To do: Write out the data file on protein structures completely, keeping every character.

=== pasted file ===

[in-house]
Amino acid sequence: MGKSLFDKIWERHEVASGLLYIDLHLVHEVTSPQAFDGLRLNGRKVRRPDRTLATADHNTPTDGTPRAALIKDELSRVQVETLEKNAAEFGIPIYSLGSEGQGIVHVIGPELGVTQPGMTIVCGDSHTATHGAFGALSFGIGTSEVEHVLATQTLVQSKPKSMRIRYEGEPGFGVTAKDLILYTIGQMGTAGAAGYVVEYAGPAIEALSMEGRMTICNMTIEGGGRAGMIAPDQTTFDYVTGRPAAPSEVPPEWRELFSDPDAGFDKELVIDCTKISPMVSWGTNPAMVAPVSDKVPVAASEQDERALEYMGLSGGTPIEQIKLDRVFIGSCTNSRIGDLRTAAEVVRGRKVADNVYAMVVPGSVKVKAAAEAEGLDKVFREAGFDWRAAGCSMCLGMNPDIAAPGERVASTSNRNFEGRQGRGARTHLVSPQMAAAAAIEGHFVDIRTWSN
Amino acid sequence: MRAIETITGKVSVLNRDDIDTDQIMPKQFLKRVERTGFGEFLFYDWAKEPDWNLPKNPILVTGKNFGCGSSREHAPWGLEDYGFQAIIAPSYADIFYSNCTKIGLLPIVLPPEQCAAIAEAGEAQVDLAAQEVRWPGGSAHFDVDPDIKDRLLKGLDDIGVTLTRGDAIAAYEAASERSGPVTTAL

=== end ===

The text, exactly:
[in-house]
Amino acid sequence: MGKSLFDKIWERHEVASGLLYIDLHLVHEVTSPQAFDGLRLNGRKVRRPDRTLATADHNTPTDGTPRAALIKDELSRVQVETLEKNAAEFGIPIYSLGSEGQGIVHVIGPELGVTQPGMTIVCGDSHTATHGAFGALSFGIGTSEVEHVLATQTLVQSKPKSMRIRYEGEPGFGVTAKDLILYTIGQMGTAGAAGYVVEYAGPAIEALSMEGRMTICNMTIEGGGRAGMIAPDQTTFDYVTGRPAAPSEVPPEWRELFSDPDAGFDKELVIDCTKISPMVSWGTNPAMVAPVSDKVPVAASEQDERALEYMGLSGGTPIEQIKLDRVFIGSCTNSRIGDLRTAAEVVRGRKVADNVYAMVVPGSVKVKAAAEAEGLDKVFREAGFDWRAAGCSMCLGMNPDIAAPGERVASTSNRNFEGRQGRGARTHLVSPQMAAAAAIEGHFVDIRTWSN
Amino acid sequence: MRAIETITGKVSVLNRDDIDTDQIMPKQFLKRVERTGFGEFLFYDWAKEPDWNLPKNPILVTGKNFGCGSSREHAPWGLEDYGFQAIIAPSYADIFYSNCTKIGLLPIVLPPEQCAAIAEAGEAQVDLAAQEVRWPGGSAHFDVDPDIKDRLLKGLDDIGVTLTRGDAIAAYEAASERSGPVTTAL